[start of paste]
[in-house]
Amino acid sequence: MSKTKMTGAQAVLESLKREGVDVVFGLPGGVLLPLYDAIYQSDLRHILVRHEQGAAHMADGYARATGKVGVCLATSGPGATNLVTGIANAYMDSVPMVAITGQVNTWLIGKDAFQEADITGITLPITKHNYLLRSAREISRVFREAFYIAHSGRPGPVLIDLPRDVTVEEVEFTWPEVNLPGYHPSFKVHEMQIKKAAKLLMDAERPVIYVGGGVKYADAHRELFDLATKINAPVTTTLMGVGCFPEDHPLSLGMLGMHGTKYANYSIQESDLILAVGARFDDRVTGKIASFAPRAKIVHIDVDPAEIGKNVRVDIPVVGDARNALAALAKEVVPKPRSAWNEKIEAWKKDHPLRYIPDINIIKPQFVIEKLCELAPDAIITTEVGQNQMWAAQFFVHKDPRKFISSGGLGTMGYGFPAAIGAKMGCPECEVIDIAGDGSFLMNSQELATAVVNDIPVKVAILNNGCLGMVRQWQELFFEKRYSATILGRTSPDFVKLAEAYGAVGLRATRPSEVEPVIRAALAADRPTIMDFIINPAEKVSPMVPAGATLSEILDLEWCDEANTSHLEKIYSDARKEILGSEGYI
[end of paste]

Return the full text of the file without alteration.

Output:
[in-house]
Amino acid sequence: MSKTKMTGAQAVLESLKREGVDVVFGLPGGVLLPLYDAIYQSDLRHILVRHEQGAAHMADGYARATGKVGVCLATSGPGATNLVTGIANAYMDSVPMVAITGQVNTWLIGKDAFQEADITGITLPITKHNYLLRSAREISRVFREAFYIAHSGRPGPVLIDLPRDVTVEEVEFTWPEVNLPGYHPSFKVHEMQIKKAAKLLMDAERPVIYVGGGVKYADAHRELFDLATKINAPVTTTLMGVGCFPEDHPLSLGMLGMHGTKYANYSIQESDLILAVGARFDDRVTGKIASFAPRAKIVHIDVDPAEIGKNVRVDIPVVGDARNALAALAKEVVPKPRSAWNEKIEAWKKDHPLRYIPDINIIKPQFVIEKLCELAPDAIITTEVGQNQMWAAQFFVHKDPRKFISSGGLGTMGYGFPAAIGAKMGCPECEVIDIAGDGSFLMNSQELATAVVNDIPVKVAILNNGCLGMVRQWQELFFEKRYSATILGRTSPDFVKLAEAYGAVGLRATRPSEVEPVIRAALAADRPTIMDFIINPAEKVSPMVPAGATLSEILDLEWCDEANTSHLEKIYSDARKEILGSEGYI